While it was quite easily the best season finale of this television season, and of the best comic book superhero television series ever, in my opinion, – the “Fast Enough” episode of “The Flash” left perhaps more unanswered questions than the questions that it in fact answered. And although, sneak peeks and trailers aside, it will be between five to six months before we even have a hint to those questions, we can have some fun guessing. Meet me after the jump, and let the speculation begin!
In the comics, the Flash has always been about time travel. The Cosmic Treadmill, a time travel (and dimensional travel) device is centric to many stories as well as the Flash’s own power to break the time barrier. Enemies the Reverse-Flash and Abra Kadabra were from the future, the 25th and 64th centuries respectively, Iris West herself was born in the early pre-Legion 30th century, and it has theorized that Barry Allen himself was the lightning bolt that gave him his powers, traveling from the future to do it.
Therefore, it shouldn’t be a surprise that the television series should follow suit immersing itself in the minutiae of time travel storytelling. The basis and the big bad of the first season were steeped in it, and his end was brought about by it. Eobard Thawne, AKA Harrison Wells, AKA the Reverse-Flash, was from an unspecified point in the future (he gave different answers at different times, he is a liar), and ceased to exist when his ancestor Eddie took his own life before procreating.
Back to the Future
The showrunners have made no secret of their love of the Back to the Future film trilogy, so one might assume, along with the many in-jokes and references from the movies, they might also be playing by the Back to the Future time travel rules as well, right? If this is the case, when there are alternate timelines, only the actual time travelers (Cisco being the exception because he has the power to see alternate timelines) should be able to remember what was, and what has been changed.
If you remember the movies, only Marty, and at some points Doc, remembered how things were, and what they became. It was never explored in the films, but one has to wonder if, and for how long, they retained memories of the various timelines. Or, more importantly if they had memories of new timelines they created while changing the past. Now let’s use these Back to the Future rules to figure out what may have happened on “The Flash.”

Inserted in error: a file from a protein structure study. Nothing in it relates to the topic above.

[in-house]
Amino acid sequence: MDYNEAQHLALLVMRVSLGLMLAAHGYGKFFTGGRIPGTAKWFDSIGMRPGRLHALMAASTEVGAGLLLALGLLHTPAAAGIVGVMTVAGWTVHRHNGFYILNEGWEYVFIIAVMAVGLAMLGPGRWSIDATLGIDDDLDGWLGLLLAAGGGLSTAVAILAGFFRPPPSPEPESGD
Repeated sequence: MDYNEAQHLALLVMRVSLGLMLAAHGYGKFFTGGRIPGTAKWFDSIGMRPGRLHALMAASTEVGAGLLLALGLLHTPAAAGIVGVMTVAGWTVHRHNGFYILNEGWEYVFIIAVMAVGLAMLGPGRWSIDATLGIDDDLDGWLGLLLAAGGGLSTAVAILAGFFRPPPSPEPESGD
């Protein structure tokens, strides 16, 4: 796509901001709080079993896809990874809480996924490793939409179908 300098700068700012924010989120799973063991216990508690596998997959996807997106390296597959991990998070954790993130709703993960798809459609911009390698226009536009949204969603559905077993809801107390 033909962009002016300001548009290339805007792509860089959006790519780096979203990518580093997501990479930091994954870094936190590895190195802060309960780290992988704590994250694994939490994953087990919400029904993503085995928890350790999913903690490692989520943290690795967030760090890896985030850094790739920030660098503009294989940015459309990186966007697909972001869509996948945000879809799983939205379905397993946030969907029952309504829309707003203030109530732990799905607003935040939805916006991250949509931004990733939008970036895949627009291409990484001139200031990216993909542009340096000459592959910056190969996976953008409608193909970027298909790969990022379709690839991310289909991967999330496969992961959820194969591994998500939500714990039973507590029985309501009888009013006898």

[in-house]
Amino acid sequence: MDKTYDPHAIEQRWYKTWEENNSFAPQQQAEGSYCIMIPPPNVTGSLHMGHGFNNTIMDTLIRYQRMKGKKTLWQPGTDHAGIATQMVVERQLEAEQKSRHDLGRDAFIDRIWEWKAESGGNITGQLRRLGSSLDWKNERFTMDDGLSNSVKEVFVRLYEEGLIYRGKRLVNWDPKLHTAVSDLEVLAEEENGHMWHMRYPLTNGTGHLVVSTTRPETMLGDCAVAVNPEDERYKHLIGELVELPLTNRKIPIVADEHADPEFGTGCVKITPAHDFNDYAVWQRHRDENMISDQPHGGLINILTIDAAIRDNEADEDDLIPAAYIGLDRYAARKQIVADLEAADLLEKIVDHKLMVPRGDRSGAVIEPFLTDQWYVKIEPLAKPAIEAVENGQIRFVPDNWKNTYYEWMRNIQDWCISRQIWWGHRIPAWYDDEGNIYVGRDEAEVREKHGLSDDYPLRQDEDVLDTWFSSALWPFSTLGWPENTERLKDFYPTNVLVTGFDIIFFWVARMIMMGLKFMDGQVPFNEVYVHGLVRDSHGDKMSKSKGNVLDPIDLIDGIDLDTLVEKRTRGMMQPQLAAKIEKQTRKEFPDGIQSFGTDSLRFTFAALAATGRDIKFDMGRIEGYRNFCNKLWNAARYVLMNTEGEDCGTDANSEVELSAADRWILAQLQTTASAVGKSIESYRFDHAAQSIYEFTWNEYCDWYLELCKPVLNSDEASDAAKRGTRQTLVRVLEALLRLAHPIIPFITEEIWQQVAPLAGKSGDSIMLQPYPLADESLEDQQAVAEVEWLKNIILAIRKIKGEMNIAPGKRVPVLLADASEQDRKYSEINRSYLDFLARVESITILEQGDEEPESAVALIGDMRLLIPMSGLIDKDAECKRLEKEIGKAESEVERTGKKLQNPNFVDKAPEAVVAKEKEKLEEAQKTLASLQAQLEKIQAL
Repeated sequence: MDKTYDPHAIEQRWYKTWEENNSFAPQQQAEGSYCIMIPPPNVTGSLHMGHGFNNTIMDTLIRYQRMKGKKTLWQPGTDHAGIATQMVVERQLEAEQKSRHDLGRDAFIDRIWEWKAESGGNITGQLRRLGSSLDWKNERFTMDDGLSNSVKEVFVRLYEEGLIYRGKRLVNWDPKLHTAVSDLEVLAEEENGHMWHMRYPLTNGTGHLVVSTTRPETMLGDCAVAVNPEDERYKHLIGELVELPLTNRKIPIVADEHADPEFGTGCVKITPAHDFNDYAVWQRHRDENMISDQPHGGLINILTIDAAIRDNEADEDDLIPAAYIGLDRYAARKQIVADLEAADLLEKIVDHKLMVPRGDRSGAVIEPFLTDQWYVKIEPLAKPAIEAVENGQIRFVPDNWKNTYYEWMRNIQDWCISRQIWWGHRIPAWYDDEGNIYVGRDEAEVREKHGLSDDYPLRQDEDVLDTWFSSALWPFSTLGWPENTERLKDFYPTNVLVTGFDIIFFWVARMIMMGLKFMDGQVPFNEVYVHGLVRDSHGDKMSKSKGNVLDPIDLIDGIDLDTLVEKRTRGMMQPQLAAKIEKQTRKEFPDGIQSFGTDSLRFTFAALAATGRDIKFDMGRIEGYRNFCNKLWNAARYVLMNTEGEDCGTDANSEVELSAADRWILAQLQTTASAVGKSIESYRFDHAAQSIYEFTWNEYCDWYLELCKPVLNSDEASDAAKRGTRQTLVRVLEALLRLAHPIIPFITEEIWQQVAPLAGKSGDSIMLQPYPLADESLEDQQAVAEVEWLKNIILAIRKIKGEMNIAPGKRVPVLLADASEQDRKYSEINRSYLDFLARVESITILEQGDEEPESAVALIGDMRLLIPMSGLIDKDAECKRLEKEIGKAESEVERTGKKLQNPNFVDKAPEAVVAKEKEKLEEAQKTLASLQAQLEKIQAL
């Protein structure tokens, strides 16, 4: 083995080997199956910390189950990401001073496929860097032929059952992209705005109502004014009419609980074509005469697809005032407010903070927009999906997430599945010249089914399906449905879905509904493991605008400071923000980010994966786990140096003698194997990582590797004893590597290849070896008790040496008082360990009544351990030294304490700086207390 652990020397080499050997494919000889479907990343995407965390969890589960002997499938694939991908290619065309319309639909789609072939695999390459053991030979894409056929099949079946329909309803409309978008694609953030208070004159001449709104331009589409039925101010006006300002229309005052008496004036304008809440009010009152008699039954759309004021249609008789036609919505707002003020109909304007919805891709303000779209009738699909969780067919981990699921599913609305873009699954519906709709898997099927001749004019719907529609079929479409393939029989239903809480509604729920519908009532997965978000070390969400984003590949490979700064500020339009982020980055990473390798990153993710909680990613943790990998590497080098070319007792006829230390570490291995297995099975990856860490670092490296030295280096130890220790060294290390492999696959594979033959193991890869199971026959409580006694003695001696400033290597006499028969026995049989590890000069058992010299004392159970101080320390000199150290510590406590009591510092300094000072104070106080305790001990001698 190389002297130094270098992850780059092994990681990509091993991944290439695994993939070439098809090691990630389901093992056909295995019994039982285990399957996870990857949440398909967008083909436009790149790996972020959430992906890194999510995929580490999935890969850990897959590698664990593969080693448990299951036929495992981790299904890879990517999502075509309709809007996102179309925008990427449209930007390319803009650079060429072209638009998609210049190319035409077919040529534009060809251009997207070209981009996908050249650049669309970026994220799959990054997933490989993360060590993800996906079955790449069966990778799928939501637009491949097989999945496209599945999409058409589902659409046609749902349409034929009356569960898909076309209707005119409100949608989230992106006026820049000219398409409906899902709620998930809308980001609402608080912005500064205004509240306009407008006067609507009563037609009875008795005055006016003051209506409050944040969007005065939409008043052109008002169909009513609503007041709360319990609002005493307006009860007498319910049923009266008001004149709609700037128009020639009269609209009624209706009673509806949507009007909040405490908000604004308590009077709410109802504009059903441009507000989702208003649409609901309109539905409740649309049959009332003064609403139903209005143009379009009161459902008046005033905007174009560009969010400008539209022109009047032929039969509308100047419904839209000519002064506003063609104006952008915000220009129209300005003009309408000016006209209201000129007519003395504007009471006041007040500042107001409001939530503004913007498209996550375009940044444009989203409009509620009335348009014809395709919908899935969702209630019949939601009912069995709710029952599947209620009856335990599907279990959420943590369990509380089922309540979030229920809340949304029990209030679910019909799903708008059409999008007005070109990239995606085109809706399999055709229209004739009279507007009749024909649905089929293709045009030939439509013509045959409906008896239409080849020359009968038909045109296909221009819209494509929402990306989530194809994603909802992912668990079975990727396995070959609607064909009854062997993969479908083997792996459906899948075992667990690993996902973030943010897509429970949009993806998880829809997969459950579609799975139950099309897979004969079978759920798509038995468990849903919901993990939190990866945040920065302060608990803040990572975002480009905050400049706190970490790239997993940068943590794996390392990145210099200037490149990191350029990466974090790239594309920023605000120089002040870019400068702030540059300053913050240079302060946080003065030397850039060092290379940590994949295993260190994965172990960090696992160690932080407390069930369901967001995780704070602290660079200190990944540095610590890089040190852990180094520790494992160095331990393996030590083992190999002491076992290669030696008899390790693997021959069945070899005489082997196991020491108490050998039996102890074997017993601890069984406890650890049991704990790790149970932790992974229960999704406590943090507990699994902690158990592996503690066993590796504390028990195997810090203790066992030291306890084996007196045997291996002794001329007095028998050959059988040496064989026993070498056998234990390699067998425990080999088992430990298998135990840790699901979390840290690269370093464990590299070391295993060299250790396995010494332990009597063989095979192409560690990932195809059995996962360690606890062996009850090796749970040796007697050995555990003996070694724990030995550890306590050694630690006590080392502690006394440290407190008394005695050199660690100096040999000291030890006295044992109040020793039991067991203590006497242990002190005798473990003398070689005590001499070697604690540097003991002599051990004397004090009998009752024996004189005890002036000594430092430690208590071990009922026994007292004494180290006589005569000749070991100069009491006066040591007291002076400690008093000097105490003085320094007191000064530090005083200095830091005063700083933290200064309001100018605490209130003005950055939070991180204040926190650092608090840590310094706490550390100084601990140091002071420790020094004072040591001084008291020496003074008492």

Good (and Bad) Vibrations
As stated, Cisco Ramon, who in the comics is the superhero Vibe, will remember the timelines that have been erased. Vibe has not just the power to see other timelines, but to enter other dimensions (more on this later), and also more conventionally, generate waves of concussive force, a sort of vibrational attack. While I think a spandex costume, a superhero name, and a Justice League membership are not in his immediate future on television, I think we will definitely see Cisco as our (and the cast’s) guide to these alternate timelines. Even if folks don’t remember Eddie or the Reverse-Flash, Cisco could easily tell them about them.
In this way, Cisco will be our reality check from the first season if everyone else remembers it differently. I hope that won’t be the case. I suspect that everyone who was there at the end, when Eddie sacrificed himself to stop the Reverse-Flash, will remember the timeline as it existed – although the rest of the world might not. There is a distinct possibility that everyone else on Earth remembers everything happening slightly (or maybe drastically) differently.
Reversing the Reverse-Flash
Time travel makes my head hurt sometimes. You might ask, that if the Reverse-Flash never existed, why did Eddie sacrifice himself? And who killed Barry’s mother? Well, the obviously answer is that it is a paradox, and just leave it at that, because, as I said, time travel makes my head hurt. Perhaps the world will remember Eddie dying while stopping some other threat? The Reverse-Flash maybe?
In the comics, Eobard Thawne was not the only Reverse-Flash. He was preceded in the Golden Age (just wait) by Dr. Clariss who also called himself the Rival, and a speedster named simply Zoom took on the title some time after Thawne died in the comics. Zoom was especially nasty as he was former police profiler Hunter Zolomon who specialized in the Rogues Gallery. He was deranged in a most unique way, trying to teach the Flash to be a better hero by living through tragedy. Zoom also moved physically through time rather than having actually super speed. Perhaps it is one of these Reverse-Flashes the world remembers instead?
The Real Harrison Wells